|Born: August 31, 1916|
|Died: May 7, 1969 (aged 52)|
|September 9, 1938, for the Cleveland Indians|
|Last MLB appearance|
|September 28, 1947, for the Chicago Cubs|
|Runs batted in||278|
|Career highlights and awards|
Raymond James Mack (born Raymond James Mlckovsky on August 31, 1916 - May 7, 1969) was a second baseman in Major League Baseball from 1938 to 1946 with the Cleveland Indians and in 1947 with the New York Yankees and Chicago Cubs. In a nine-season career, he had a batting average of .232 with 34 home runs and 278 RBIs. He stole 35 bases, scored 273 runs, and accumulated 113 doubles and 24 triples. He had 629 career hits in 2,707 at-bats.
Mack attended Case School of Applied Science, now known as Case Western Reserve University, where he was known as an outstanding football player, earning the nickname the "Case Ace." In fact, he was drafted by the Chicago Bears in the 1938 NFL Draft, but declined professional football to play his passion of baseball. After playing semipro baseball, we was eventually scouted and signed by the Cleveland Indians in 1938.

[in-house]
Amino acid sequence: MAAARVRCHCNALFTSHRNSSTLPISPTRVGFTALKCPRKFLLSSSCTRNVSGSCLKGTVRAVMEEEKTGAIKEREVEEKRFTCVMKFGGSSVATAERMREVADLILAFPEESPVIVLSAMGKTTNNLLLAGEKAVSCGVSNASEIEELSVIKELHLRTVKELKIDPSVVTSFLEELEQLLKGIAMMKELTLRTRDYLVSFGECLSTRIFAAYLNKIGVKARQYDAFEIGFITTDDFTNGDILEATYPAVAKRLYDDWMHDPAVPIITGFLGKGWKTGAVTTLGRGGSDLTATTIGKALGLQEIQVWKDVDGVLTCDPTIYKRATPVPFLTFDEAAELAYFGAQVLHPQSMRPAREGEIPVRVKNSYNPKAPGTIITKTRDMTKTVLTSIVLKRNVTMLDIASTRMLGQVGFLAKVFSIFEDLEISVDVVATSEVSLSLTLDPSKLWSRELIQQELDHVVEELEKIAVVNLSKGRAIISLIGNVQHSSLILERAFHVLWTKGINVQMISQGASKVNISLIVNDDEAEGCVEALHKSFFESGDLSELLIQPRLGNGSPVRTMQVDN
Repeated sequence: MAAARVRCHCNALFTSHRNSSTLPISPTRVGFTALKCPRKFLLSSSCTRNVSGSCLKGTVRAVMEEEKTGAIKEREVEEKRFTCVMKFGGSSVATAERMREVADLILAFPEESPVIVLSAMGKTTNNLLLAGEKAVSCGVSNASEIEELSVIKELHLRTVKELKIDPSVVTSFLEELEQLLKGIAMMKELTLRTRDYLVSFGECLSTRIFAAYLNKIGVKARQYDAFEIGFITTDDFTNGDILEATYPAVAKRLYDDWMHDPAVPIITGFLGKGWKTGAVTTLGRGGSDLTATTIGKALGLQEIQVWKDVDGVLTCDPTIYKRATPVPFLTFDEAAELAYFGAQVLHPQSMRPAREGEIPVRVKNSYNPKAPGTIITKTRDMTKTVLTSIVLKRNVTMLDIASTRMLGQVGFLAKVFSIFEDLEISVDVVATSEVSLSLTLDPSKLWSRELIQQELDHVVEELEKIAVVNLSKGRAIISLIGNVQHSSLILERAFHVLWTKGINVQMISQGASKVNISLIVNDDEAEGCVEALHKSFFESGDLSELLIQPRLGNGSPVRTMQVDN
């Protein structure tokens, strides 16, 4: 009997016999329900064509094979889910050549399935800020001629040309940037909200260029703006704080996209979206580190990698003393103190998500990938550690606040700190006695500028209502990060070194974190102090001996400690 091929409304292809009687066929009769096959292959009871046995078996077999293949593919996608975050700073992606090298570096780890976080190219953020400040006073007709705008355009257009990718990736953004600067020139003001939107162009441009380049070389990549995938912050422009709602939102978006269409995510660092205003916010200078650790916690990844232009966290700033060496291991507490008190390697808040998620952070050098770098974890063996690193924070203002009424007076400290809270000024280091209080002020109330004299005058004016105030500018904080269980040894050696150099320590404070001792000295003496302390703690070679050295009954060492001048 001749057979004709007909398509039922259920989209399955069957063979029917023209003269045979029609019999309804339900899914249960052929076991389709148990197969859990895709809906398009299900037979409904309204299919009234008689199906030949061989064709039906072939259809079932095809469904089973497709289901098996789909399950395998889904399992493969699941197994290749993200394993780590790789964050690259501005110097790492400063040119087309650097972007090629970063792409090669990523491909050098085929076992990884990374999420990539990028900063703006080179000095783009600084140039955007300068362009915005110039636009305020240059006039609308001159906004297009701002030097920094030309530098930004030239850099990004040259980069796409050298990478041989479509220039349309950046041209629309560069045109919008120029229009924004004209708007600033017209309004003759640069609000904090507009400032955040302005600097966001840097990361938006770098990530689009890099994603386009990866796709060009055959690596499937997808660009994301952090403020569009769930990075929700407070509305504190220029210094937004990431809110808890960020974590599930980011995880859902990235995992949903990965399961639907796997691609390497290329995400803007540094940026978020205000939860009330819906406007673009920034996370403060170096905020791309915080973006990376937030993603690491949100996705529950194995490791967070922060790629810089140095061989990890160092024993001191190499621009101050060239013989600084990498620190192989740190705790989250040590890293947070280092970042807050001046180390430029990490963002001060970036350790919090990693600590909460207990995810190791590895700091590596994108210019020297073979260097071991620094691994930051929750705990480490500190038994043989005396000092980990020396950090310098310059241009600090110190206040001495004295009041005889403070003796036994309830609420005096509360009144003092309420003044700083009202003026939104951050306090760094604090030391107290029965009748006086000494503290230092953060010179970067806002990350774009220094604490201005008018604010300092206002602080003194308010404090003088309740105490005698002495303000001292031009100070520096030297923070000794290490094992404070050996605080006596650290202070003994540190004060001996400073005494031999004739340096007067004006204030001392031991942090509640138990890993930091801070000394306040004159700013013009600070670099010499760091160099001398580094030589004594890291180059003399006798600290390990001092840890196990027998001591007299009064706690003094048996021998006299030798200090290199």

Mack was born in Cleveland, Ohio. Listed as 6 feet (1.8 m) tall and 200 pounds (91 kg), he was known more for his fielding than his hitting, teaming up with Cleveland shortstop Lou Boudreau for a great double play combination in the early 1940s. Mack was selected to the 1940 American League All-Star team and pinch hit for starting second baseman Joe Gordon in the eighth inning. Mack struck out against Larry French of the Cubs and handled no chances in the field as the AL bowed, 4-0, at Sportsman's Park. Ironically, Gordon would succeed Mack as the Indians' regular second baseman in 1947.
Mack ended with a .966 career fielding percentage and helped complete 597 double plays. He saved Bob Feller's 1940 opening day no-hitter with a diving stop on the final out. After the 1946 season, Mack was traded to the Yankees by new Indians' owner Bill Veeck.<ref>Petersen, Leo H. (December 6, 1946). "Yanks Trade Three Men For Mack, Lollar". The Miami News. United Press International. p. 7-B. Retrieved 2014.</ref It was one of many deals orchestrated by Veeck, but in it Cleveland obtained pitcher Gene Bearden, who would pitch the Tribe to the 1948 pennant as a rookie.